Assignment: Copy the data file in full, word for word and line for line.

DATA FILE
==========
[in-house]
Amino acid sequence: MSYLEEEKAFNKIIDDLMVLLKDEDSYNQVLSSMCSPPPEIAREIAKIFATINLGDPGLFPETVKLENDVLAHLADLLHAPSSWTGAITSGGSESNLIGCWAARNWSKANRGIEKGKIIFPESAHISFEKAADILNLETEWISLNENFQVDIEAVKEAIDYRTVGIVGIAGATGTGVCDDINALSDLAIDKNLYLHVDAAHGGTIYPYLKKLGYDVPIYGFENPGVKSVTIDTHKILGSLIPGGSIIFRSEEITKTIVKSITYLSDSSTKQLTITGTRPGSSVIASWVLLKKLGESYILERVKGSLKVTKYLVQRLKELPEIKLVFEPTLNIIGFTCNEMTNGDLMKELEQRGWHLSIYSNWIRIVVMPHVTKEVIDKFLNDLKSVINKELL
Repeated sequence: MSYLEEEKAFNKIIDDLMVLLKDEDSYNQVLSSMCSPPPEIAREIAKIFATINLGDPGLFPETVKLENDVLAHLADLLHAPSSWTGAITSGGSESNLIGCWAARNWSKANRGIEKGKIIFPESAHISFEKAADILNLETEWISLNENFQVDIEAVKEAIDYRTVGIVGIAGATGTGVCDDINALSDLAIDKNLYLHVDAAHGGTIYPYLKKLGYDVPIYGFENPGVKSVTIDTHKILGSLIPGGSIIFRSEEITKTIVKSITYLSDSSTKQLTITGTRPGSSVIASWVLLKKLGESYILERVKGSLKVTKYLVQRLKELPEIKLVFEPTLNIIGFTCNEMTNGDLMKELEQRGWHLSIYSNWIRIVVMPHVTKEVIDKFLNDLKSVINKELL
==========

[in-house]
Amino acid sequence: MSYLEEEKAFNKIIDDLMVLLKDEDSYNQVLSSMCSPPPEIAREIAKIFATINLGDPGLFPETVKLENDVLAHLADLLHAPSSWTGAITSGGSESNLIGCWAARNWSKANRGIEKGKIIFPESAHISFEKAADILNLETEWISLNENFQVDIEAVKEAIDYRTVGIVGIAGATGTGVCDDINALSDLAIDKNLYLHVDAAHGGTIYPYLKKLGYDVPIYGFENPGVKSVTIDTHKILGSLIPGGSIIFRSEEITKTIVKSITYLSDSSTKQLTITGTRPGSSVIASWVLLKKLGESYILERVKGSLKVTKYLVQRLKELPEIKLVFEPTLNIIGFTCNEMTNGDLMKELEQRGWHLSIYSNWIRIVVMPHVTKEVIDKFLNDLKSVINKELL
Repeated sequence: MSYLEEEKAFNKIIDDLMVLLKDEDSYNQVLSSMCSPPPEIAREIAKIFATINLGDPGLFPETVKLENDVLAHLADLLHAPSSWTGAITSGGSESNLIGCWAARNWSKANRGIEKGKIIFPESAHISFEKAADILNLETEWISLNENFQVDIEAVKEAIDYRTVGIVGIAGATGTGVCDDINALSDLAIDKNLYLHVDAAHGGTIYPYLKKLGYDVPIYGFENPGVKSVTIDTHKILGSLIPGGSIIFRSEEITKTIVKSITYLSDSSTKQLTITGTRPGSSVIASWVLLKKLGESYILERVKGSLKVTKYLVQRLKELPEIKLVFEPTLNIIGFTCNEMTNGDLMKELEQRGWHLSIYSNWIRIVVMPHVTKEVIDKFLNDLKSVINKELL